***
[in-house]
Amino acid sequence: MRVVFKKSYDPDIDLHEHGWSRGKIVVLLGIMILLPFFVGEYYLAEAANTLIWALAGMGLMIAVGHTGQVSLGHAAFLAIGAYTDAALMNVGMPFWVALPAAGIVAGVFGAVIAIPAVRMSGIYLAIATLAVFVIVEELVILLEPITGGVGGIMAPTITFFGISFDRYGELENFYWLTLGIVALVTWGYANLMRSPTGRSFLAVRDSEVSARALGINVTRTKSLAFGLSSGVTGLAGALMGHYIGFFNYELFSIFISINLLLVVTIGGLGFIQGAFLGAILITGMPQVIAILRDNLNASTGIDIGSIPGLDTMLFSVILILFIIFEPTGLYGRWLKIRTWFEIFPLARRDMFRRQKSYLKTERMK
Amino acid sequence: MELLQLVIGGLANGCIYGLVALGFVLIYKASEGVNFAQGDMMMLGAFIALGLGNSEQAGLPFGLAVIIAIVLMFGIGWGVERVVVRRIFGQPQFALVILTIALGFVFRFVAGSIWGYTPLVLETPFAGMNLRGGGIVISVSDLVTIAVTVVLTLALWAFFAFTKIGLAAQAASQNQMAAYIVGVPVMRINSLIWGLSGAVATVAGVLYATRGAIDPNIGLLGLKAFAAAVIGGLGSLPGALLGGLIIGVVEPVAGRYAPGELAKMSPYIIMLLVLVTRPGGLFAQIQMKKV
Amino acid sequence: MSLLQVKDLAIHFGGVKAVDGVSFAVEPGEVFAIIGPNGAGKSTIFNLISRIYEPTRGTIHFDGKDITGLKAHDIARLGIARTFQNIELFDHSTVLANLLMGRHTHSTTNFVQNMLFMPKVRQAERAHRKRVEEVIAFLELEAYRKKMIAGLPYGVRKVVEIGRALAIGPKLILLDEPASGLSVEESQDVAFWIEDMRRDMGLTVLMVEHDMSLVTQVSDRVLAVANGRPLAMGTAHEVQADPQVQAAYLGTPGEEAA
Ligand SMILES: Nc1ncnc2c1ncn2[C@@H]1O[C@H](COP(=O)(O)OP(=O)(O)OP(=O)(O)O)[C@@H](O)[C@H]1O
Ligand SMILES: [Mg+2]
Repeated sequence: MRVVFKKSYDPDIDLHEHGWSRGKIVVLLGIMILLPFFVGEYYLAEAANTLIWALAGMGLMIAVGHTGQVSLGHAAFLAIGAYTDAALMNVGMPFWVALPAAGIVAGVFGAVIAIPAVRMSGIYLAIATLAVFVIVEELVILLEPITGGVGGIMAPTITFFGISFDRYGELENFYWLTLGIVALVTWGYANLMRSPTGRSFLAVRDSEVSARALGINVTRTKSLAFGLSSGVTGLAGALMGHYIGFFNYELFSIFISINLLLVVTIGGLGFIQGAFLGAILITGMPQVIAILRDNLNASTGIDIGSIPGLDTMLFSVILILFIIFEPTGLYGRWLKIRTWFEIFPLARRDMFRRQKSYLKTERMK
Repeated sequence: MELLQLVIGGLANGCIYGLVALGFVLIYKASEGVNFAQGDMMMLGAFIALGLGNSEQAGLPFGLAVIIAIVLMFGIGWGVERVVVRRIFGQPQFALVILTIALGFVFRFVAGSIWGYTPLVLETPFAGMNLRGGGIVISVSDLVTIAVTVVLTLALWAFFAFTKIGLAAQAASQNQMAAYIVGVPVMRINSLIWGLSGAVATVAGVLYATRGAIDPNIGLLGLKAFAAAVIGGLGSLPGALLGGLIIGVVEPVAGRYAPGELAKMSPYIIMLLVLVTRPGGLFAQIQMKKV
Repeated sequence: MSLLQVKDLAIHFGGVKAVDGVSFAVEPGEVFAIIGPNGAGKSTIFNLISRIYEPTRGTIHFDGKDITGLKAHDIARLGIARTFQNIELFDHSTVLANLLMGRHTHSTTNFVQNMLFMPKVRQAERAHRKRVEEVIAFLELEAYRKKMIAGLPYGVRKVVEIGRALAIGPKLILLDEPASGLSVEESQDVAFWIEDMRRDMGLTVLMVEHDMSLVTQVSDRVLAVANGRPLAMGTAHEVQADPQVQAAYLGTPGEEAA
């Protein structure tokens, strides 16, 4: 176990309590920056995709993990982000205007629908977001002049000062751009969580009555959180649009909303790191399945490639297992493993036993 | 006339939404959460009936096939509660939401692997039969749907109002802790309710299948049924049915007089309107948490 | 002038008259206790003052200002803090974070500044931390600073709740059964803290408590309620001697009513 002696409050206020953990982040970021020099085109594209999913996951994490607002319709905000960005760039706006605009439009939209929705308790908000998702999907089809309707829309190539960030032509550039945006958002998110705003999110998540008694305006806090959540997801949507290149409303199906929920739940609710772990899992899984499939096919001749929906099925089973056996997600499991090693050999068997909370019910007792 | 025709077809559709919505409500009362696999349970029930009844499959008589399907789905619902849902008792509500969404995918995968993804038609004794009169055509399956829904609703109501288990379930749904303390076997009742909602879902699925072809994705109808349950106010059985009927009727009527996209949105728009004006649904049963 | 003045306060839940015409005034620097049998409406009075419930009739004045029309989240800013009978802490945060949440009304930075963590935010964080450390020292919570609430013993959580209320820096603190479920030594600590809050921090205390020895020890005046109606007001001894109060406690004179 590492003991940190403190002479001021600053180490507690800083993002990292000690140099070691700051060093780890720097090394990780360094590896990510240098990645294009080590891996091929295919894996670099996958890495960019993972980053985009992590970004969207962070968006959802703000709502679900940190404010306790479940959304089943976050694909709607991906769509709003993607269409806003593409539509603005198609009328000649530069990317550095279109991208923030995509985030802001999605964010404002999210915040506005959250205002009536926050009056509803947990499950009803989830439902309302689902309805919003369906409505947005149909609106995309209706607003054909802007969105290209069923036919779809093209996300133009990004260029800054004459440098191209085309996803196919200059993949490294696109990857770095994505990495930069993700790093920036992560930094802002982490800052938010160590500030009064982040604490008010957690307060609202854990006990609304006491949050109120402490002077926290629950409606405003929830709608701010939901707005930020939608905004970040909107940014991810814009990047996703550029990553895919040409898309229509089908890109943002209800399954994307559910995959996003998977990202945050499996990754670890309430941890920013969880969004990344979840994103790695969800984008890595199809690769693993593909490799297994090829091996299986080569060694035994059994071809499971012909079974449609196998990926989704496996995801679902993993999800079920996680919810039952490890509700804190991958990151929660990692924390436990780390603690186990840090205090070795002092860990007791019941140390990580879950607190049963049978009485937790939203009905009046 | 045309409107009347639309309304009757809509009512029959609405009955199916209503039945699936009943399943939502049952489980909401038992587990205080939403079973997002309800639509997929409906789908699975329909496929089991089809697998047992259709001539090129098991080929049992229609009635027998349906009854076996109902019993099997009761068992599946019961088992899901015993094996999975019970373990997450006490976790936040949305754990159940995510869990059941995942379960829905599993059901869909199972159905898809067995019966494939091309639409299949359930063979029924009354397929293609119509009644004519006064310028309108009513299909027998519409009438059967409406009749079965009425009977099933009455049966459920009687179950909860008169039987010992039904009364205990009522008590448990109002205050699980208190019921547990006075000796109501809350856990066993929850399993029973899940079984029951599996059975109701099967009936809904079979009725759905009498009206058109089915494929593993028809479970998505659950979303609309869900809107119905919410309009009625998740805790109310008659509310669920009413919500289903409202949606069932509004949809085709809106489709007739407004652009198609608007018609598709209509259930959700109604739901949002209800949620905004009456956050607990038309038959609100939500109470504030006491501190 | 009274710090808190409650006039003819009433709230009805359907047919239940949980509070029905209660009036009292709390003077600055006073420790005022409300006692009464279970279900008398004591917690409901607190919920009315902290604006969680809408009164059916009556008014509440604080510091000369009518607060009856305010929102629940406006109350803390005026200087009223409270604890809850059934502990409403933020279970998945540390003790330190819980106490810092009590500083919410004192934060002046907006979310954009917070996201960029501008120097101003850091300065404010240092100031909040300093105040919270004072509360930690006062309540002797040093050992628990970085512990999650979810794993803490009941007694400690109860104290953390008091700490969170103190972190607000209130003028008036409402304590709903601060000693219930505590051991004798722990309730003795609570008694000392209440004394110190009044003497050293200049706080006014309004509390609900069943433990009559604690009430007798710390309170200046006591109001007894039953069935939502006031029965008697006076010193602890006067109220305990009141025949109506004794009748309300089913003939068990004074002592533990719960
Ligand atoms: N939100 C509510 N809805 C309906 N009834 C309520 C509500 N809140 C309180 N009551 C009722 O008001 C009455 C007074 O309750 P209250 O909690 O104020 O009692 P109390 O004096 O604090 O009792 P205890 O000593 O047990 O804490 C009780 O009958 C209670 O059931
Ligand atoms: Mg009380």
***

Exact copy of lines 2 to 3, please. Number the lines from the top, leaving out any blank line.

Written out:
Amino acid sequence: MRVVFKKSYDPDIDLHEHGWSRGKIVVLLGIMILLPFFVGEYYLAEAANTLIWALAGMGLMIAVGHTGQVSLGHAAFLAIGAYTDAALMNVGMPFWVALPAAGIVAGVFGAVIAIPAVRMSGIYLAIATLAVFVIVEELVILLEPITGGVGGIMAPTITFFGISFDRYGELENFYWLTLGIVALVTWGYANLMRSPTGRSFLAVRDSEVSARALGINVTRTKSLAFGLSSGVTGLAGALMGHYIGFFNYELFSIFISINLLLVVTIGGLGFIQGAFLGAILITGMPQVIAILRDNLNASTGIDIGSIPGLDTMLFSVILILFIIFEPTGLYGRWLKIRTWFEIFPLARRDMFRRQKSYLKTERMK
Amino acid sequence: MELLQLVIGGLANGCIYGLVALGFVLIYKASEGVNFAQGDMMMLGAFIALGLGNSEQAGLPFGLAVIIAIVLMFGIGWGVERVVVRRIFGQPQFALVILTIALGFVFRFVAGSIWGYTPLVLETPFAGMNLRGGGIVISVSDLVTIAVTVVLTLALWAFFAFTKIGLAAQAASQNQMAAYIVGVPVMRINSLIWGLSGAVATVAGVLYATRGAIDPNIGLLGLKAFAAAVIGGLGSLPGALLGGLIIGVVEPVAGRYAPGELAKMSPYIIMLLVLVTRPGGLFAQIQMKKV